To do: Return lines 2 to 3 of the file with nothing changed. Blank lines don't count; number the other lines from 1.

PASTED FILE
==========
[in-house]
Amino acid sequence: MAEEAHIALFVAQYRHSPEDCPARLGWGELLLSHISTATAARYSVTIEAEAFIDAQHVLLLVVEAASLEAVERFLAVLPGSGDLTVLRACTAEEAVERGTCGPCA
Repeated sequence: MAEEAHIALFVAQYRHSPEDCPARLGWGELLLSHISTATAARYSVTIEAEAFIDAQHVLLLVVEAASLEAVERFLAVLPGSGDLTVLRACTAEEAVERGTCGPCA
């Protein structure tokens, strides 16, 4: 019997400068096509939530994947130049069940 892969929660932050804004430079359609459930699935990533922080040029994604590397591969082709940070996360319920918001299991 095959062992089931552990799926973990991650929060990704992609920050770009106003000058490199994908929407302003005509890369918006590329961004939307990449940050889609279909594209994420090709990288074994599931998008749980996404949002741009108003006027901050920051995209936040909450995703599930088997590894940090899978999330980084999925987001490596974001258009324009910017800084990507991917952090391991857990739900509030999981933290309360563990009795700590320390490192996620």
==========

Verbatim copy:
Amino acid sequence: MAEEAHIALFVAQYRHSPEDCPARLGWGELLLSHISTATAARYSVTIEAEAFIDAQHVLLLVVEAASLEAVERFLAVLPGSGDLTVLRACTAEEAVERGTCGPCA
Repeated sequence: MAEEAHIALFVAQYRHSPEDCPARLGWGELLLSHISTATAARYSVTIEAEAFIDAQHVLLLVVEAASLEAVERFLAVLPGSGDLTVLRACTAEEAVERGTCGPCA